‘She would be followed by all the other single mothers, and when I got home Masha would be in tears; “I forgot to keep some back. There’s hardly any left.” Never mind, I would think, the Lord will provide. What can we do, we’re only human. I never took my cross off my neck. I hid it, I never wore anything with a low neckline, but it was always there.
‘But I couldn’t save my own children. One day while I was working on the farm my brother-in-law fed my little boy boiled cream, and his little stomach went into convulsions. And my youngest caught pneumonia, and there was no one to treat them. Only one child, Faya, survived. And I didn’t see my husband again – a bullet sent him on leave to the other world in 1943, still fighting for Leningrad – all I got a letter telling me he was dead.’
‘We cried, we laughed, life was going to be different’
‘In 1945 we celebrated victory, even though nobody was coming back. We cried, we laughed, life was going to be different, we had hope. I took Faya, who was five by then, with me and moved to Lyubino, where my uncle was – he had just come back from ten years in the Gulag, building the Belomor Canal between the White Sea and the Baltic.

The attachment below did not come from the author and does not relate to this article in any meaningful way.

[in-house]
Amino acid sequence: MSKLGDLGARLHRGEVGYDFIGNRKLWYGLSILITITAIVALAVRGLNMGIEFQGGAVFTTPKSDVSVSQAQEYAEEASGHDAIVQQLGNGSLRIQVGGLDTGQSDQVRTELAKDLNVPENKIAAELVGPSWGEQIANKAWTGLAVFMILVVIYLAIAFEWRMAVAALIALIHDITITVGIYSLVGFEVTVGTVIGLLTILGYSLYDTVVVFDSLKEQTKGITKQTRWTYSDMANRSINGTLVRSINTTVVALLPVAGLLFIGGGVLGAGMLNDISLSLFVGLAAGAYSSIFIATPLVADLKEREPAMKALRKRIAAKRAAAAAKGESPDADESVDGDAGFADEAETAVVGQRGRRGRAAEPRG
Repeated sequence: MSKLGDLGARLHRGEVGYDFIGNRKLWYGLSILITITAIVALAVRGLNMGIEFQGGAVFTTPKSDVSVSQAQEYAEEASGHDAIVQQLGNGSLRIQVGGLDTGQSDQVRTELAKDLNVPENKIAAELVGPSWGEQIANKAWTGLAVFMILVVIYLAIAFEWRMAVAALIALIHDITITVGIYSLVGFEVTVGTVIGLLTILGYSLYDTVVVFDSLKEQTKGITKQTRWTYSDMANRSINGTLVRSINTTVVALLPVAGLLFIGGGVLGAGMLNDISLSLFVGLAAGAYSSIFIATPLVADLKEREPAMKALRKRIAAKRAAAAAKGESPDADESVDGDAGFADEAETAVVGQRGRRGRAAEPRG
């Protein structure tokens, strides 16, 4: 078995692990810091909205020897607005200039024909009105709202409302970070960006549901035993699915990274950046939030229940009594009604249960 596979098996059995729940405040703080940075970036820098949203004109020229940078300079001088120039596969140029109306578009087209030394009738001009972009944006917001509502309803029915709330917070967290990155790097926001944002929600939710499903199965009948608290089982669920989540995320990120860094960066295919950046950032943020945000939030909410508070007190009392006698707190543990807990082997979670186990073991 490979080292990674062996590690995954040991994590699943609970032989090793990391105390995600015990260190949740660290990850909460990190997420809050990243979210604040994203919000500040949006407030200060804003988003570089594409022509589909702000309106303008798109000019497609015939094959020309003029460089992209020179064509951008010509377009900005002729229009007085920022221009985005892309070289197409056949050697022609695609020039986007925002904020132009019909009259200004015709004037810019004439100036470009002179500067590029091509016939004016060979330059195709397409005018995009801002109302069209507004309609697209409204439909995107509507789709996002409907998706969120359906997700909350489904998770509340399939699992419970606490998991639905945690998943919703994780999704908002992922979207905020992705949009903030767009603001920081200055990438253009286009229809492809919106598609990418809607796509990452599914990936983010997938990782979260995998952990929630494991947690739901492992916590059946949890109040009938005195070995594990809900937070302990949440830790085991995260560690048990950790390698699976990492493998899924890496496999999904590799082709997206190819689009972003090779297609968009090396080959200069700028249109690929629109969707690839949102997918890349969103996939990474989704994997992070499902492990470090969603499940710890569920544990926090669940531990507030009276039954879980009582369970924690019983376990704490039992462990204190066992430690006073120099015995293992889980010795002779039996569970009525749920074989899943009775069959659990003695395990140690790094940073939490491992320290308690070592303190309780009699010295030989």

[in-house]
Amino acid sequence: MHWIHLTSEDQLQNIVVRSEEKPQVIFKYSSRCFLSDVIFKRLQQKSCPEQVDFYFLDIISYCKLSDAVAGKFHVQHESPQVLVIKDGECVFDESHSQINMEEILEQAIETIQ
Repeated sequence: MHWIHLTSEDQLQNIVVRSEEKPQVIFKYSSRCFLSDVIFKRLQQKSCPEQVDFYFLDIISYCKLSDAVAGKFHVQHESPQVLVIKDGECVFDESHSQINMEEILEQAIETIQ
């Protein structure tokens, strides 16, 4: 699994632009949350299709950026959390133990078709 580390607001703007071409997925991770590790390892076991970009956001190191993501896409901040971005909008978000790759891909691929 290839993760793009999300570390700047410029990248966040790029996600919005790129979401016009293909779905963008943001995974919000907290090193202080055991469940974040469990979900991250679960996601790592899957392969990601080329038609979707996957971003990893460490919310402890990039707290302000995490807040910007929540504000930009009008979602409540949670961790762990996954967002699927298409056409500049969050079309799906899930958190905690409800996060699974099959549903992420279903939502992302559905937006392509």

‘I left the house, where I had had so much sorrow, to my sisters and their husbands. And even in Lyubino it wasn’t me that Sander – that German we took in with his family – found, it was my sister Masha. He’d got a job making felt boots, and gave her a pair. “Give them to Dina”, he said. “I want to thank her for saving our lives.” But I never saw him again. I wanted to find him and give the boots back to him – what was there to thank me for? And Masha told me later that they brought a young girl back to one of the German settlements nearby, but nobody would take her in and she just stood in the middle of the road, crying. In the end, one of the Cossack women took pity on her. And evidently she married the woman’s son when he came back from the front after getting wounded! So all kinds of things happen.